Bay Journal

April 2006 - Volume 16 - Number 2

EPA report indicates 2010 cleanup deadline will not be met

A five-year strategic plan being drafted by the EPA indicates what many officials have privately acknowledged for years—the region will miss its goal of cleaning the Chesapeake by 2010, and likely by a wide margin.

The draft plan anticipates that the Bay will meet only 40 percent of its dissolved oxygen goal, and just 45 percent of its underwater grass goal by the end of the decade only slight improvements over conditions seen today.

Those poor water quality conditions reflect the agency’s expectation that jurisdictions within the watershed will fall well short of their nutrient and sediment reduction goals. The EPA predicts the states will achieve just 59 percent of their nitrogen reduction goals (measured from a 1985 baseline), 74 percent of their phosphorus goals and 74 percent of their sediment goals by 2010. ...

Virginia to allow fishermen to keep, sell some shad bycatch

A change in Virginia regulations that allows commercial fishermen to keep some of the shad they accidentally catch has raised concern about its potential impact on efforts to rebuild populations of the migratory fish.

In January, the Virginia Marine Resources Commission voted to allow commercial fishermen targeting striped bass to keep and sell up to 10 shad a day which become entangled in their gill nets.

That action was limited to areas between the mouths of the James, York and Rappahannock rivers, and the lower limit of the spawning grounds in each river. The action recognized the spawning grounds as a sanctuary. ...

Bay Program to release draft reports on restoration efforts, ecosystem health

The Bay Program plans to release draft reports on the health of the Chesapeake and the status of the Bay cleanup effort for public comment during April and May.

The reports are part of the new “Chesapeake Bay 2005 Health and Restoration Assessment,” which replaces the Bay Program’s previous “State of the Bay” reports.

The first part, Ecosystem Health, uses the most current data available to provide a scientifically based, integrated assessment of the health of the Bay. The second part, Restoration Efforts, measures actions taken to restore the Bay against long-term restoration goals. ...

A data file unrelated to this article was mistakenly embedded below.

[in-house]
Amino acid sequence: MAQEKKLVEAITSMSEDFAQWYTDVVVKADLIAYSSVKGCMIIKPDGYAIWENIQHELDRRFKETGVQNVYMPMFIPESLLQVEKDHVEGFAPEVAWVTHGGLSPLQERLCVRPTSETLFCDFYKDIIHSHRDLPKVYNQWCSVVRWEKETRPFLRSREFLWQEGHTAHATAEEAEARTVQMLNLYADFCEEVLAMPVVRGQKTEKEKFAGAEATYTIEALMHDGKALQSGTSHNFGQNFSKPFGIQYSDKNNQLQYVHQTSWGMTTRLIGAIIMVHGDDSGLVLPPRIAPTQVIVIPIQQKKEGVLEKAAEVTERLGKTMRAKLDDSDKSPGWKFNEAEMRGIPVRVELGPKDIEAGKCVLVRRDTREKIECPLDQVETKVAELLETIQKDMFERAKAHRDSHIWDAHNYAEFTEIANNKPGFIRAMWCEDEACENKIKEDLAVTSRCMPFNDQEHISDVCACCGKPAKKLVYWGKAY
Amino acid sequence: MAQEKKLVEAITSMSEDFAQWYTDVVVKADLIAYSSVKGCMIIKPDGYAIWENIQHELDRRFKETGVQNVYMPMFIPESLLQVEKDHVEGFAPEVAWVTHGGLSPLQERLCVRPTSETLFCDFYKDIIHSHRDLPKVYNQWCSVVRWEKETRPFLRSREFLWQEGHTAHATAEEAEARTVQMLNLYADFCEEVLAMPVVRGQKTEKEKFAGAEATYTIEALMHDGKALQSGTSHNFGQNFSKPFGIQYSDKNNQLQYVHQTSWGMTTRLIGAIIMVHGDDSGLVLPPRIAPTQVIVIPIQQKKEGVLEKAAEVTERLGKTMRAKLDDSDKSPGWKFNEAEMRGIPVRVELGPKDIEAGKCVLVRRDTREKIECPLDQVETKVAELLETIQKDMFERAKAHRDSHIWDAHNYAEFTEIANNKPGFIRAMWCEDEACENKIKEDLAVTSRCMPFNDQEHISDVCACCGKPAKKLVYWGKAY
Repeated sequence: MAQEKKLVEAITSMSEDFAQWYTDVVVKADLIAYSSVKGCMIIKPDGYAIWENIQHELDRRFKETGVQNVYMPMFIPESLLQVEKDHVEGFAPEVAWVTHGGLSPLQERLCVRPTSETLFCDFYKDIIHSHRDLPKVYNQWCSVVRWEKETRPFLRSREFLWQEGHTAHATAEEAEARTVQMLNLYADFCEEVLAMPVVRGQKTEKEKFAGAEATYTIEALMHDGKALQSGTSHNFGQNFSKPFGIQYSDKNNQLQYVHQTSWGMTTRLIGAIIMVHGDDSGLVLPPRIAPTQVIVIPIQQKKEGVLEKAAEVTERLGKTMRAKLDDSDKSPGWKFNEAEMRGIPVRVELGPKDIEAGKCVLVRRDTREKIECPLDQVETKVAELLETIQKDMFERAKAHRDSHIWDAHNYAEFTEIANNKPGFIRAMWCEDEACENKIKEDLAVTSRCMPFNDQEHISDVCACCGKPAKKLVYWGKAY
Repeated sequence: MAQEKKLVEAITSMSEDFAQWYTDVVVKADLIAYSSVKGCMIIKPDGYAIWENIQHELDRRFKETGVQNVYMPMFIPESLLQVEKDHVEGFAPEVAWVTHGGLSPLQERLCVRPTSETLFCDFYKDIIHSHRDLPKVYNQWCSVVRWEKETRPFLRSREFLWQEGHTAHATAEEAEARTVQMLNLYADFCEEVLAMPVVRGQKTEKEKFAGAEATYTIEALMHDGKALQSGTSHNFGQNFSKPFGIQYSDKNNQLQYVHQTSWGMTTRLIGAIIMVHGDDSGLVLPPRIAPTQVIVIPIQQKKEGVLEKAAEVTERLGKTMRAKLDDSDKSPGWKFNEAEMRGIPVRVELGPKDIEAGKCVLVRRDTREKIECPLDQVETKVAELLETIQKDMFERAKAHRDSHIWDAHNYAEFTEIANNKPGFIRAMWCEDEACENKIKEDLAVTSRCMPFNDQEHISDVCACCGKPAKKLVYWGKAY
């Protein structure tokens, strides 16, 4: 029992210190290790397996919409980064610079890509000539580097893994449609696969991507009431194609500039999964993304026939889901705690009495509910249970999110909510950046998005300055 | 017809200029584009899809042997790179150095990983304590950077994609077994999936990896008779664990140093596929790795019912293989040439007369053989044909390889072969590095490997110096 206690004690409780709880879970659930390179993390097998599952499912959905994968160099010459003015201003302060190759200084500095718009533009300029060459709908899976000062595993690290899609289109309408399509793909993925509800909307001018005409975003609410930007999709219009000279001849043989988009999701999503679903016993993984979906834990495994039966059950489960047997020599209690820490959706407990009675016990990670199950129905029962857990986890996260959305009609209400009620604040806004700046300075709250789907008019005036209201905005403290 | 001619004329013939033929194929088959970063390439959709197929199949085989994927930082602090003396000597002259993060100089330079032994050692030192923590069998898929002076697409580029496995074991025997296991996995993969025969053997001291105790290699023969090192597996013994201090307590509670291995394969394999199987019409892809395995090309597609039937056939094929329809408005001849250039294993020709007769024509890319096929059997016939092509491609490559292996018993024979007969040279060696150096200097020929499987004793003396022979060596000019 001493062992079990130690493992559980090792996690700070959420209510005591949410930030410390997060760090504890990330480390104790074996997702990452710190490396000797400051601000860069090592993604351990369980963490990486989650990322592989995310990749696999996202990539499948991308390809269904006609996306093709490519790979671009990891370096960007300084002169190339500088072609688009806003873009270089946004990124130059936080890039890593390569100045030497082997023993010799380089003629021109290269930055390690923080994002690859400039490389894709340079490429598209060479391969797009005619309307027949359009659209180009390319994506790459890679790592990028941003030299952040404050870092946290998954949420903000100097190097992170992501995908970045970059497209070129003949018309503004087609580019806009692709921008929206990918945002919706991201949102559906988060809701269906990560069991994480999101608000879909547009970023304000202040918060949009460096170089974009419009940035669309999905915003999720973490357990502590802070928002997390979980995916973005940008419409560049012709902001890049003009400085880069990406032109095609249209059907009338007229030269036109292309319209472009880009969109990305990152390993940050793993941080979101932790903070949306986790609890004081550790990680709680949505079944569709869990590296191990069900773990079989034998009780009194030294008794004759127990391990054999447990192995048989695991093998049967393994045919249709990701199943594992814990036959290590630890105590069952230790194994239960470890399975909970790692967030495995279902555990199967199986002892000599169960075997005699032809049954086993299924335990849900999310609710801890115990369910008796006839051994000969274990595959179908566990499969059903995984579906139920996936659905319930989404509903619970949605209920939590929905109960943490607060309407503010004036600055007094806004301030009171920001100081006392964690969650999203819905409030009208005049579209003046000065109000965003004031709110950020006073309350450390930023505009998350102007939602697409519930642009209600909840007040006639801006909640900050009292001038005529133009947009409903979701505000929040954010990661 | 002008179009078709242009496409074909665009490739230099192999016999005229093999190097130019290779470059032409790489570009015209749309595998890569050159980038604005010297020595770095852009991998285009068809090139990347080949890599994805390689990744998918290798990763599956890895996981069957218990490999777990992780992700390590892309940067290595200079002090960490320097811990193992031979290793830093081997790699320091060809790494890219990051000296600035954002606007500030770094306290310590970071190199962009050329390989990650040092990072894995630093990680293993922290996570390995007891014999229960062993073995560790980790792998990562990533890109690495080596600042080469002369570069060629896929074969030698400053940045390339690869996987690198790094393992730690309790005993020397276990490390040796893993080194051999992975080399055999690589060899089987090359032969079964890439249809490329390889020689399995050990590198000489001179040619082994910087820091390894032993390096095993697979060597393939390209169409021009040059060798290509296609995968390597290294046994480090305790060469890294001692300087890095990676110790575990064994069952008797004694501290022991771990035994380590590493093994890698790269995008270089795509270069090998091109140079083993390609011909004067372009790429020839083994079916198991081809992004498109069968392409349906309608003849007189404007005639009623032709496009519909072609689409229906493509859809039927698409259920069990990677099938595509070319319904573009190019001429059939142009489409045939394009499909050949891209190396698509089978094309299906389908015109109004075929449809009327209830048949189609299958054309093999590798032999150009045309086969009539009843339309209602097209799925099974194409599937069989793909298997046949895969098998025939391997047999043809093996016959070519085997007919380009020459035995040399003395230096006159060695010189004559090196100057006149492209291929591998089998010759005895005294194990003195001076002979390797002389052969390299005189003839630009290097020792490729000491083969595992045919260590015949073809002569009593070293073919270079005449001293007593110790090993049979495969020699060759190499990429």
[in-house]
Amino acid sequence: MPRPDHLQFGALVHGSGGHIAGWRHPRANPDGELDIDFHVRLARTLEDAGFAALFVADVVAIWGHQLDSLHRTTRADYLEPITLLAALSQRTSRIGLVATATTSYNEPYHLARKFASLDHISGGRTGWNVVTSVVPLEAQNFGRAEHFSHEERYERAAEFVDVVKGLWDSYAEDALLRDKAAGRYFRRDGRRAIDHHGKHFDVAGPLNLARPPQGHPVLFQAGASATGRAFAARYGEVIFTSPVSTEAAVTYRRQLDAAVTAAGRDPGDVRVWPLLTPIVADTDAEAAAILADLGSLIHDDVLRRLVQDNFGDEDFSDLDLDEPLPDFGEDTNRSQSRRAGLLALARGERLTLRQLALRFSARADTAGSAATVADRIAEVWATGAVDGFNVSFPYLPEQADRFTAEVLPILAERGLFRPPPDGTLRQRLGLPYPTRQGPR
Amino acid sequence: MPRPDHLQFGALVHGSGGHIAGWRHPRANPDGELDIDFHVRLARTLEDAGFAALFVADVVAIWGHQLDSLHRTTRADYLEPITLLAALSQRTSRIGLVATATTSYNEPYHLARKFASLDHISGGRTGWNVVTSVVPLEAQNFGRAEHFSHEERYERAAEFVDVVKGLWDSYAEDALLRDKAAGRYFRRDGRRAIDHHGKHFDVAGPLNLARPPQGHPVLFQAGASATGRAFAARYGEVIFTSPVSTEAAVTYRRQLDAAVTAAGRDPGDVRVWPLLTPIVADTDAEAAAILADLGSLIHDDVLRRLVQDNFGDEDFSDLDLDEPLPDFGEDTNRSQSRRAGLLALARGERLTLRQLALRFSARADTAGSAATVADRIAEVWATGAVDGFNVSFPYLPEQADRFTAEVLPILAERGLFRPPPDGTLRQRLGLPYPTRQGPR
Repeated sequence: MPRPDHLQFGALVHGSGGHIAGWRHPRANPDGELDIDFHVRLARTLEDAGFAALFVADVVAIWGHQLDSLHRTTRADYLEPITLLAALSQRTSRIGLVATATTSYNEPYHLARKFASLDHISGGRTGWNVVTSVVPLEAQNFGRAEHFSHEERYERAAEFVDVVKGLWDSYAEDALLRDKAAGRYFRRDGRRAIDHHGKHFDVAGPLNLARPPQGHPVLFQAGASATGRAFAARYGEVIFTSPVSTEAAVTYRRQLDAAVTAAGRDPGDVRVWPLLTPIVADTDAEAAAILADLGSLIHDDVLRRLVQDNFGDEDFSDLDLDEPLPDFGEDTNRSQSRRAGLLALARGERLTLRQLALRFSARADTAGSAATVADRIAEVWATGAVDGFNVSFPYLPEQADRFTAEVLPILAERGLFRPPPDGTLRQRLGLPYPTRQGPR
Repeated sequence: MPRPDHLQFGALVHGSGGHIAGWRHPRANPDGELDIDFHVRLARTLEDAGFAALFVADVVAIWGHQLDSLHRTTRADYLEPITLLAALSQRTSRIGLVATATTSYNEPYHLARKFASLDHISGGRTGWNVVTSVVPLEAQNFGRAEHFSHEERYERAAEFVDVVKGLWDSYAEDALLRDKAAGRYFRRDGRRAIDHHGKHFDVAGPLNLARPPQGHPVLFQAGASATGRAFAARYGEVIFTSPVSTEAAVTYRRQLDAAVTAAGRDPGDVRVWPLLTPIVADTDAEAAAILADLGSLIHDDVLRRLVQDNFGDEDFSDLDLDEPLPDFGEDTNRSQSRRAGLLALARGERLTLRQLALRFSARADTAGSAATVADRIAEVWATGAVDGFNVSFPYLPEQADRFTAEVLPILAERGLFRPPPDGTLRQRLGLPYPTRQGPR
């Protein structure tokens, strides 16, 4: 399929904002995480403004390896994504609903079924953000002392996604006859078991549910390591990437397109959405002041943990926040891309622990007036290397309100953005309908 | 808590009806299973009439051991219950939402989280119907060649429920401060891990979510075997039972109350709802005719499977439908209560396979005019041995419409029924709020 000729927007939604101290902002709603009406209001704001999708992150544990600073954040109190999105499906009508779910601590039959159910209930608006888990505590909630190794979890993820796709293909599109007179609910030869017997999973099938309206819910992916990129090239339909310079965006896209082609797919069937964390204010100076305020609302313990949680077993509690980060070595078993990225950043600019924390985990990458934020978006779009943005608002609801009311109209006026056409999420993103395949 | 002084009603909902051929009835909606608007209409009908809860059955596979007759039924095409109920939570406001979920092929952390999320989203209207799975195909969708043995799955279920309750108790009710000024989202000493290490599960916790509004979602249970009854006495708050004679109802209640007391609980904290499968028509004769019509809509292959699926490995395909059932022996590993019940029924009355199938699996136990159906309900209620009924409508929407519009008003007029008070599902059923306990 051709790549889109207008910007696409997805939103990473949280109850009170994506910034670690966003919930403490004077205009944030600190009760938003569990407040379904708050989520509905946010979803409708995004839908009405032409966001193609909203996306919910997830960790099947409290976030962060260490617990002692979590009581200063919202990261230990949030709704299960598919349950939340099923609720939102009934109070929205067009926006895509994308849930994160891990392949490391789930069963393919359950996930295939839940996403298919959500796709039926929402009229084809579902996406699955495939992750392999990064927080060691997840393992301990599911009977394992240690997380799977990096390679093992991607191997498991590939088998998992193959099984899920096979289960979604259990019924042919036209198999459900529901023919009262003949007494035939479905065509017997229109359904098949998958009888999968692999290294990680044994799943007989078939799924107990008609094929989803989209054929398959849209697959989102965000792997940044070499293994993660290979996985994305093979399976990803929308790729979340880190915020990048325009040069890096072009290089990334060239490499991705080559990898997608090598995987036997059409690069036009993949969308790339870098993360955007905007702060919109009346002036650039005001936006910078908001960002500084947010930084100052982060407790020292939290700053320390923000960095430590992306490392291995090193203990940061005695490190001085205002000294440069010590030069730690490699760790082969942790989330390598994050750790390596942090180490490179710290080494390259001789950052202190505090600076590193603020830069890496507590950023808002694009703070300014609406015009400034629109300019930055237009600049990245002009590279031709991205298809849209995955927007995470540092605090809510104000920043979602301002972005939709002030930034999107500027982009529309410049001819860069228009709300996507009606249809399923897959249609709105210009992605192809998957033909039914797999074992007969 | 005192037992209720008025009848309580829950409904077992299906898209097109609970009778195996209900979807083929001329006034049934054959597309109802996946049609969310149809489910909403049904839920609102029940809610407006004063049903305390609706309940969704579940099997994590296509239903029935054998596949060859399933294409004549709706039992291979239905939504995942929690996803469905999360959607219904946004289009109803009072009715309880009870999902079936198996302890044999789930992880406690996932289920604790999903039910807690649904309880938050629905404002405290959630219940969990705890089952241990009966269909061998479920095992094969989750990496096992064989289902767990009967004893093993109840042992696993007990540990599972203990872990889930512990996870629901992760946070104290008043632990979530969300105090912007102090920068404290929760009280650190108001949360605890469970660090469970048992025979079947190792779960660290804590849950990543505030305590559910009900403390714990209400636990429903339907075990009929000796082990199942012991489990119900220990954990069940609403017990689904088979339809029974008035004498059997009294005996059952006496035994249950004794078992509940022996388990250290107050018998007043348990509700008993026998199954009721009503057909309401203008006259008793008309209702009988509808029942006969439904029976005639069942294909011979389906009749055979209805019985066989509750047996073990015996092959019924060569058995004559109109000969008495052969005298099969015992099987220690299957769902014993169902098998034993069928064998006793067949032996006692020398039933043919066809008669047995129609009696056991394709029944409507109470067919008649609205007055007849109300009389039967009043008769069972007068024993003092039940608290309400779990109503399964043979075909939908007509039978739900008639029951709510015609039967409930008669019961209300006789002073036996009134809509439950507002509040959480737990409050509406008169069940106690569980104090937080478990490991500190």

Potomac pact wants residents to come clean

In 1989, a group of volunteers gathered at Piscataway Park to remove refuse that had washed up along 3 miles of Potomac River shoreline.

They did it again the next year, but expanded the effort to four sites. By 1996, they had 2,000 volunteers cleaning up 60 sites along the river, from its headwaters to the Bay, collecting 137.5 tons of trash.

By last year, the cleanup—coordinated by the Alice Ferguson Foundation—consisted of 5,875 volunteers who removed 217.8 tons of trash from 309 sites. ...

Supreme Court considers extent of Clean Water Act

Supreme Court justices raised questions in February about the limits of government regulation of wetlands, canals and seasonal streams as the they heard oral arguments in two cases that test the scope of the Clean Water Act.

In both cases, landowners challenged the extent to which Congress intended to define “navigable waters.”

The Clean Water Act uses “navigable waters” to accommodate the Constitution’s Interstate Commerce Clause and identify wetlands under the purview of the Army Corps of Engineers and the EPA. ...

PA seeks tougher-than-federal mercury limits for power plants

Pennsylvania’s coal-fired power plants would have to cut mercury emissions 90 percent within a decade under tougher-than-federal mercury regulations proposed for the fourth-largest coal-producing state. The plan was called overzealous by a power industry group.

The state Department of Environmental Protection said last year that it would try to write a mercury rule that would be tougher than the new federal rule, which projects a 70 percent average reduction in mercury emissions by 2018, at the earliest. ...

Made in the shade: Wild ginseng could be a cure for Bay’s woods